How is the theme of prejudice explored through the characters of Launcelot, the Prince of Morocco, and Shylock in The Merchant of Venice?

Launcelot, Shylock's servant, expresses anti-semitic feelings towards his employer. Both the Prince of Morocco, who has experienced racism, and Shylock, who has experienced anti-semitism, assert their full humanity in the face of prejudice.

Expert Answers

An illustration of the letter 'A' in a speech bubbles

Launcelot Gobbo, a comic figure, is a servant to Shylock. He shares in the common anti-Semitism of the time period, calling Shylock "a kind of devil" for being Jewish. His better angel knows he should not leave Shylock's service, but his bad angel wants to go to work for Bassanio. He also helps Lorenzo and Jessica elope; anti-Semitism tips him away from sympathy for Shylock.

The Prince of Morocco is a Black man who feels he needs to deal directly with his skin color, a recognition of racism in Venice. He wants to marry Portia, but realizes that she may not prefer him because of his skin tone. Therefore, he says to her:

Mislike me not for my complexion,
The shadow'd livery of the burnish'd sun,
To whom I am a neighbour and near bred.
Bring me the fairest creature northward born,
Where Phoebus' fire scarce thaws the icicles,
And let us make incision for your love,
To prove whose blood is reddest, his or mine.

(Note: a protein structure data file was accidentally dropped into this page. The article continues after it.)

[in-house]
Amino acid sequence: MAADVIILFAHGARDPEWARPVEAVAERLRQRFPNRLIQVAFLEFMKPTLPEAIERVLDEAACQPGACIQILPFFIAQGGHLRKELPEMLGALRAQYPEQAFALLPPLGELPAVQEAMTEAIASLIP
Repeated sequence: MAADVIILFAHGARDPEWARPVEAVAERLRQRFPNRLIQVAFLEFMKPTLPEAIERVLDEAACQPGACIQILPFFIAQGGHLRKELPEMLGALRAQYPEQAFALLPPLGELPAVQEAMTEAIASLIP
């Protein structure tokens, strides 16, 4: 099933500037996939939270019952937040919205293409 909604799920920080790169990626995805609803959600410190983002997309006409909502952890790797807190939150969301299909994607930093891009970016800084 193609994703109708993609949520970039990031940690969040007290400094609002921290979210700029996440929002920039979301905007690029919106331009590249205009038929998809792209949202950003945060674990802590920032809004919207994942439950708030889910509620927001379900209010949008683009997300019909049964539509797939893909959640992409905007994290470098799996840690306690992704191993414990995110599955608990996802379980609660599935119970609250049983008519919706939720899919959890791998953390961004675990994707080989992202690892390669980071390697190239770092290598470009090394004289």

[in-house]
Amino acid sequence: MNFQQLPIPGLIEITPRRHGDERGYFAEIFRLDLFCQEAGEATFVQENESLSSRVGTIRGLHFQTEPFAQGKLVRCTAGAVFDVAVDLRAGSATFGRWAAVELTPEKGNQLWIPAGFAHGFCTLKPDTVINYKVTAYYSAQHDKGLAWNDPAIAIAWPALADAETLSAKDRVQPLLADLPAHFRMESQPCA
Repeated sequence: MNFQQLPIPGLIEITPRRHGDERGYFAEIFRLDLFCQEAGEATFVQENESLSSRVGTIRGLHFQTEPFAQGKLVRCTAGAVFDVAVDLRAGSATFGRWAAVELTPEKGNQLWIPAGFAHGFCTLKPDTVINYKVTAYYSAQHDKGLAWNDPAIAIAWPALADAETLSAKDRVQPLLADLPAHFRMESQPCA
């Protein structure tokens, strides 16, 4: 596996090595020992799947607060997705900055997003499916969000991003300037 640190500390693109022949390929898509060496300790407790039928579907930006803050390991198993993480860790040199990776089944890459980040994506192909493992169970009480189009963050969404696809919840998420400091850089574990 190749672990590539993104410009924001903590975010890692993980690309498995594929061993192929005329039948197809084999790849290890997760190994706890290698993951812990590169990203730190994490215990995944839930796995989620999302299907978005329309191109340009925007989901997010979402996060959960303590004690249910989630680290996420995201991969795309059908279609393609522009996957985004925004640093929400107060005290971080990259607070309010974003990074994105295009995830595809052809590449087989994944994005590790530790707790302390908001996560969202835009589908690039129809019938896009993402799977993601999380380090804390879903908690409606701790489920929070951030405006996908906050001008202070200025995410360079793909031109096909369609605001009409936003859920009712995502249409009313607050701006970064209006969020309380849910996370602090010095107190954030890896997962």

Like Shylock, the Prince asserts that his blood is the same as a white person's and that he is just as good as the palest skinned man from a northern country. Portia, to her credit, assures him she does judge people on their appearances alone.

We learn more of Shylock than the other two characters. We hear Antonio insult him openly for being Jewish, and we are also privy to Shylock's rage at the way he is treated. He wishes for revenge, and we can understand his anger. He argues, too, that he as fully human as any Christian, stating:

I am a Jew. Hath not a Jew eyes? Hath not a Jew hands, organs, dimensions, senses, affections, passions; fed with the same food, hurt with the same weapons, subject to the same diseases, healed by the same means, warmed and cooled by the same winter and summer as a Christian is? If you prick us do we not bleed?

Shakespeare fully acknowledges the anti-Semitism and racism that exist in Renaissance culture and also allows his Black and Jewish characters a chance to express their humanity.

Last Updated by eNotes Editorial on

We’ll help your grades soar

Start your 48-hour free trial and unlock all the summaries, Q&A, and analyses you need to get better grades now.

  • 30,000+ book summaries
  • 20% study tools discount
  • Ad-free content
  • PDF downloads
  • 300,000+ answers
  • 5-star customer support
Start your 48-Hour Free Trial